Most Viewed- The Kitchen
- The Hall
- Curved Lines
- Bed Room Nursery And Play Room
- Curved Forms
- Colour In Houses
- Home Decoration
- The Triangle
- The Sitting-room
- Floors And Floor-coverings
- Form And Color Tip
- Living Room Drawing Room And Library
- Broken Lines
- Final Tips
Least Viewed- Nursery And Play Room
- The Library
- The Diningroom
- Some Hints Anent Period Furniture
- Lines And Curves
- Builders' Houses
- The Law Of Appropriateness
- Colour With Reference To Light
- Working Rooms Versus Living Rooms
- Decoration As An Art
- Character In Houses
- Walls Ceilings And Floors
- Vertical Lines
Walls Ceilings And Floors
The true principle of wall treatment is to make the boundary stand for
colour and beauty, and not alone for division of space.
As a rule, the colour treatment of a house interior must begin with the
walls, and it is fortunate if these are blank and plain as in most new
houses with uncoloured ceilings, flat or broken with mouldings to suit
the style of the house.
The range of possible treatment is very wide, from simple tones of wall
colour against which quiet cottage or domestic city life goes on, to the
elaboration of walls of houses of a different grade, where stately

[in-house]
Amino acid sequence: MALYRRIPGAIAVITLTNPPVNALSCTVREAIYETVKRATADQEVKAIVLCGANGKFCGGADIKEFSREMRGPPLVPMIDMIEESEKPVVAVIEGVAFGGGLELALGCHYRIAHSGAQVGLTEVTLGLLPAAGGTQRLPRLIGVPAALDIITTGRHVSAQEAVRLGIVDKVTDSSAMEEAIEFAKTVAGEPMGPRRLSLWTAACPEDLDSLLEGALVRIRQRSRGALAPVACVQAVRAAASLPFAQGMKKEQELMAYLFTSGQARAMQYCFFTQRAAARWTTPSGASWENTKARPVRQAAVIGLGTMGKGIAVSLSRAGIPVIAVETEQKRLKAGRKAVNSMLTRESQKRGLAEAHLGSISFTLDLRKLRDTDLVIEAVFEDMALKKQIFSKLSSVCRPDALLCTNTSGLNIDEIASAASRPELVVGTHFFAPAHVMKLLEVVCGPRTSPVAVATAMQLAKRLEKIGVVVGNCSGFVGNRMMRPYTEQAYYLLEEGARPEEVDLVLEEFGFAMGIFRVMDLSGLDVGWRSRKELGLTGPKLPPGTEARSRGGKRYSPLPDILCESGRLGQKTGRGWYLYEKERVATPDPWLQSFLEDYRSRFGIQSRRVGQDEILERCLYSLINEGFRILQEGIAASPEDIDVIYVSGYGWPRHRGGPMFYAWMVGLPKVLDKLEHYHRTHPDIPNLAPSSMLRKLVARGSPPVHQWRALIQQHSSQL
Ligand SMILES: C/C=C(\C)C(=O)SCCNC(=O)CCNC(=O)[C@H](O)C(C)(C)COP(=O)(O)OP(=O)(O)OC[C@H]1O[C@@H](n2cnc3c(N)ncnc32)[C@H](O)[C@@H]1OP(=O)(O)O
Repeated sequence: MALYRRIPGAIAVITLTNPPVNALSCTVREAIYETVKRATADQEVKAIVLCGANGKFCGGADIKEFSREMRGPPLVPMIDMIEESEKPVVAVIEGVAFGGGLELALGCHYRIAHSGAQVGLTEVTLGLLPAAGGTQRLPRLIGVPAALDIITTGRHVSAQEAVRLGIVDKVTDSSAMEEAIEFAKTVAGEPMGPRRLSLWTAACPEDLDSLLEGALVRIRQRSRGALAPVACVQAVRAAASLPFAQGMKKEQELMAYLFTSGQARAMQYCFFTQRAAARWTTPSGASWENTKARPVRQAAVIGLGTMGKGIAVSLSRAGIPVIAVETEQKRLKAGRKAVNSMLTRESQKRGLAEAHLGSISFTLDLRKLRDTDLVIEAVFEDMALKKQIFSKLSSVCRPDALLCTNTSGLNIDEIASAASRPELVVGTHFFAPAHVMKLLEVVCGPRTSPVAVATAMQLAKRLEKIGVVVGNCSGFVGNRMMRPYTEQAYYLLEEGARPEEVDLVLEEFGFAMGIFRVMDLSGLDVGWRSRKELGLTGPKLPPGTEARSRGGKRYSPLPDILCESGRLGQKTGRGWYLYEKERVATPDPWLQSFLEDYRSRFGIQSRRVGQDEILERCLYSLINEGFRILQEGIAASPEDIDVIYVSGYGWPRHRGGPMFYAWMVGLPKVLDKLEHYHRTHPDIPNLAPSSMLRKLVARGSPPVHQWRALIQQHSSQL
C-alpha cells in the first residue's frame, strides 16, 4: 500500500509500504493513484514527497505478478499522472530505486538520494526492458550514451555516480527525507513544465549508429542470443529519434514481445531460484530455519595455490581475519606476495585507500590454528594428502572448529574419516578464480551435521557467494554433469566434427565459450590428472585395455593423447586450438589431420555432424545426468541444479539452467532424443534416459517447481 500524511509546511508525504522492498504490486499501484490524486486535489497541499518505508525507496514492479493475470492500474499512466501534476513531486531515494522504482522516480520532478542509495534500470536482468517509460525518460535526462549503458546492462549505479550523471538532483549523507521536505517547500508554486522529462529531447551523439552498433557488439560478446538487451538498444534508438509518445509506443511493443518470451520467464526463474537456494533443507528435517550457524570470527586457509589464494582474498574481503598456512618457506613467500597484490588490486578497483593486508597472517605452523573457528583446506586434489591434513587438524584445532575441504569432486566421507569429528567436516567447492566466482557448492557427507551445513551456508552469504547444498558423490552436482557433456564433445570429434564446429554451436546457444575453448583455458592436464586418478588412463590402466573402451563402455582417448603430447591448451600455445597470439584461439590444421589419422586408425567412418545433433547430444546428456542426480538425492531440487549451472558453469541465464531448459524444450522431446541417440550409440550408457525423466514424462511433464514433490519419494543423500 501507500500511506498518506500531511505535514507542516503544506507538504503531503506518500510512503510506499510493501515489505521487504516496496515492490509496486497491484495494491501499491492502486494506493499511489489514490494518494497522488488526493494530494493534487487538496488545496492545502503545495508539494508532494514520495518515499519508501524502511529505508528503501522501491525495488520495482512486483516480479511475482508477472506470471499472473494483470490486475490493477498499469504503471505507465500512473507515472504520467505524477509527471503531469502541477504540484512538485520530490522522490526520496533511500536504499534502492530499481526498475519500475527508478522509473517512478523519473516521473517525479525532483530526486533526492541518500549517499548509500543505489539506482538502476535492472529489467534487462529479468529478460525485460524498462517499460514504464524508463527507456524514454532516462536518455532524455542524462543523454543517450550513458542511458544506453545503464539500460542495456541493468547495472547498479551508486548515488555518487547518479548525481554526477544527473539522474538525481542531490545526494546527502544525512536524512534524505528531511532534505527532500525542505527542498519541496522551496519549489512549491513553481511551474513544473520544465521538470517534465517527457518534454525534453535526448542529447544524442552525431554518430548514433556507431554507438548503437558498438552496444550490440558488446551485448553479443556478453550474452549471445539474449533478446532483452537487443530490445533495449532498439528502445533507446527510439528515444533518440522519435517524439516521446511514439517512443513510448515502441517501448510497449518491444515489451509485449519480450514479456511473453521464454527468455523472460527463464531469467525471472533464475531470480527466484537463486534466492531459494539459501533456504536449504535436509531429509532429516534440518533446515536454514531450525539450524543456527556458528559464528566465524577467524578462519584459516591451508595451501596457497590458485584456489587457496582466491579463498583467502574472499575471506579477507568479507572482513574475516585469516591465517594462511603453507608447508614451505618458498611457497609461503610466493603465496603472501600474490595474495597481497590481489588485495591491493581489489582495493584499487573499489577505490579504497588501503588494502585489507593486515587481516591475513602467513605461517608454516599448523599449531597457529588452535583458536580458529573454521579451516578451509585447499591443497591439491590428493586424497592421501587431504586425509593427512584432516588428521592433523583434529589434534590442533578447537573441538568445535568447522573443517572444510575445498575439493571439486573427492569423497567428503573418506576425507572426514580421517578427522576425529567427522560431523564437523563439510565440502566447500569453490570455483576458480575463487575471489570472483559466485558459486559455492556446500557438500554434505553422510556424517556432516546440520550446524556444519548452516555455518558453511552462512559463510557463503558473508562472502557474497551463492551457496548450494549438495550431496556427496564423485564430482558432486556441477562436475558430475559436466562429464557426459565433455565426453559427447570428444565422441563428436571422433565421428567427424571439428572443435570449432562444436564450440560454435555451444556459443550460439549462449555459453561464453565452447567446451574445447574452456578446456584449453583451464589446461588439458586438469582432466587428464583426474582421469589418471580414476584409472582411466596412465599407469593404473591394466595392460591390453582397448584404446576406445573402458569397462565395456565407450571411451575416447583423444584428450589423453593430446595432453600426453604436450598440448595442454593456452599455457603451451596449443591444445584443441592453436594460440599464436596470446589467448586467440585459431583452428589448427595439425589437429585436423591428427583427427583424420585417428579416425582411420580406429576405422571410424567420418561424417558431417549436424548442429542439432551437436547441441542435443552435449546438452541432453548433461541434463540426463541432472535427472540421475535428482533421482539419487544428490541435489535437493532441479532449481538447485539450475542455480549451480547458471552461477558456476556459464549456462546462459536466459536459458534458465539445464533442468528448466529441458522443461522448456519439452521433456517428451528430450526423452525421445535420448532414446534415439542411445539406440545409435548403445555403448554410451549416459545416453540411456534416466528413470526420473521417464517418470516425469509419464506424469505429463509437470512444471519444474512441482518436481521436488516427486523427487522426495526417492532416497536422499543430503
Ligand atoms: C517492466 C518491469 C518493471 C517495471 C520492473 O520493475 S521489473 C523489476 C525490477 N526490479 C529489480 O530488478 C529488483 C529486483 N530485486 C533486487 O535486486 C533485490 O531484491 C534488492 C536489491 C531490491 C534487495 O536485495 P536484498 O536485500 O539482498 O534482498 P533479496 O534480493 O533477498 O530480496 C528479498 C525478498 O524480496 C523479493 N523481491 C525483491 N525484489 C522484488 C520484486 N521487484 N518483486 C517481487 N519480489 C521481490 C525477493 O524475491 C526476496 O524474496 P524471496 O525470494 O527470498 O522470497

pageants are a part of the drama of daily life. But having shown that
certain rules are applicable to both, and indeed necessary to success
in both, we may choose within these rules any tint or colour which is
Rooms with an east or west light may carry successfully tones of any
shade, without violating fundamental laws.
The first impression of a room depends upon the walls. In fact, rooms
are good or bad, agreeable or ugly in exact accordance with the
wall-quality and treatment. No richness of floor-covering, draperies, or
furniture can minimise their influence.
Perhaps it is for this reason that the world is full of papers and other
devices for making walls agreeable; and we cannot wonder at this, when
we reflect that something of the kind is necessary to the aspect of the